Experts’ and observers’ depiction of gay marriage’s opponents as emotionally harmful is having a direct impact on how the debate is, or rather isn’t, panning out. It is strangling discussion, stifling the expression of what are increasingly depicted as deviant views. In the words of Eilis O’Hanlon at the Irish Independent, the increasingly shrill proponents of gay marriage seem less interested in ‘finding the truth’ than in ‘identifying [themselves] as members of an enlightened elite’, so that the whole referendum run-up is ‘reduced to a case of kindly metropolitan liberals versus nasty Catholic conservatives’.

A writer for the Sunday Independent admitted to feeling reluctant to express her concerns about the behaviour of the pro-gay marriage lobby. Her friends warned her to ‘be careful’ because ‘anyone who sticks their oar in risks attack’. There is a ‘chilling effect’ on public discussion as a result of the treatment of one side as wicked and corrupting, she said. The bishop of Kildare, Denis Nulty, had a point when he recently warned against ‘the danger of groupthink’ on gay marriage. As O’Hanlon says, through groupthink ‘outsiders are demonised and hounded’. Referring to the Twittermobs that formed during a heated debate on gay marriage last year, she says ‘anyone who expressed the slightest reservations about same-sex marriage was howled down as a homophobe and pelted with hashtags and slogans until they either submitted to the mob or were driven offline’.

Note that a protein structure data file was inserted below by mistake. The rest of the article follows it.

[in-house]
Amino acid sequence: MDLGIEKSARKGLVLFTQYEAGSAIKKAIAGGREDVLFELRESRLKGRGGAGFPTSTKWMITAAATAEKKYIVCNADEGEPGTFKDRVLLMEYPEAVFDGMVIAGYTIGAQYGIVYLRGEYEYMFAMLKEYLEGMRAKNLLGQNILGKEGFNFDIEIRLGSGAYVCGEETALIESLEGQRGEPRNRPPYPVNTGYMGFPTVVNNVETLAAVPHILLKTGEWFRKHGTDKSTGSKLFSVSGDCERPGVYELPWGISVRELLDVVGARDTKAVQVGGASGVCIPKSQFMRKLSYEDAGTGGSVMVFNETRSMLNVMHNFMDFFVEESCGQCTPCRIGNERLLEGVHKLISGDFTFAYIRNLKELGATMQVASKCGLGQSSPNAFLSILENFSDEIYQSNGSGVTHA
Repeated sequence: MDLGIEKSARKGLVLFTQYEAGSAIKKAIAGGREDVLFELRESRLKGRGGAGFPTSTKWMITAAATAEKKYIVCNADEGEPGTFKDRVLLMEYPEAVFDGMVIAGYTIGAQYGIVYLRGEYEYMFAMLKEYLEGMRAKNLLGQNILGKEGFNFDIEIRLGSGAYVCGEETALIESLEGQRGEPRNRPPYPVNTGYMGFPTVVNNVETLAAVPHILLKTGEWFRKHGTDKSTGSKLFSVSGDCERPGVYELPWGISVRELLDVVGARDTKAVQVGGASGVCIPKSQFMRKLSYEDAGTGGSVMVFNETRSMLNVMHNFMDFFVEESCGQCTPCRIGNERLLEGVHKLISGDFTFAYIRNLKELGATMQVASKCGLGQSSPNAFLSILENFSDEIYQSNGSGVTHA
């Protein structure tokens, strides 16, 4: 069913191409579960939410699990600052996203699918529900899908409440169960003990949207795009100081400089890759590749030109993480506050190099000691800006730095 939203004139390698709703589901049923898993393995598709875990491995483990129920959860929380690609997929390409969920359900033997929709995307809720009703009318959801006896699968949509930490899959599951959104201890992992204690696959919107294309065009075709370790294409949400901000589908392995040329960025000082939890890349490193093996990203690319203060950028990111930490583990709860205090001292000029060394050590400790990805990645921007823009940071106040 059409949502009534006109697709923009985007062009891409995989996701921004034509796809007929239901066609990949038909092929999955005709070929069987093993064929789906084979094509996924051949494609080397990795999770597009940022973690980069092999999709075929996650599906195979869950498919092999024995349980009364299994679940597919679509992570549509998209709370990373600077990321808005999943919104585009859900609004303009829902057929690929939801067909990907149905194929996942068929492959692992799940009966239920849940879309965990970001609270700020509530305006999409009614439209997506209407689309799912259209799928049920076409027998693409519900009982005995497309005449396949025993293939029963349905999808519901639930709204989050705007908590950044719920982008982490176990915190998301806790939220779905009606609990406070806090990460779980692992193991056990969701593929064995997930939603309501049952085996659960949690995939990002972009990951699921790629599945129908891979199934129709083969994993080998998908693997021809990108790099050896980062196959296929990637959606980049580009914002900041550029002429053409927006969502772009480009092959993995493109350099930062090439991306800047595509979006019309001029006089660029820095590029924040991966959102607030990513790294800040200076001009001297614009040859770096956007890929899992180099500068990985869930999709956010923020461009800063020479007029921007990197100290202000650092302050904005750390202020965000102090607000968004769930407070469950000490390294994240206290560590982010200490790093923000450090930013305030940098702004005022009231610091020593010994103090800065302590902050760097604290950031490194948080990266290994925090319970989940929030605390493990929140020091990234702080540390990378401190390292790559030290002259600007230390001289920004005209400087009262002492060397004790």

Ireland’s opponents of gay marriage have also been subjected to the kind of tabloid exposes normally reserved for social deviants. And such is the debate-allergic climate that even bishops, people who should surely be expected to hold a traditionalist view on marriage and the family, have felt pressured to make public apologies. For expressing his view that gay people who adopt children are ‘not necessarily parents’ and that ‘children need a mother and a father’, Bishop Kevin Doran was slammed and hounded, until he agreed to say sorry. He said he ‘regrets any hurt’ his words caused. Even the Primate of All Ireland indulged in a mea culpa: ‘I think that sometimes when we say things we can be insensitive, we can hurt.’ It seems the old bishops have heeded the warnings of the new secular bishops that make up Ireland’s expert and chattering classes, and have agreed to genuflect at the altar of safe, stultified discussion on gay marriage.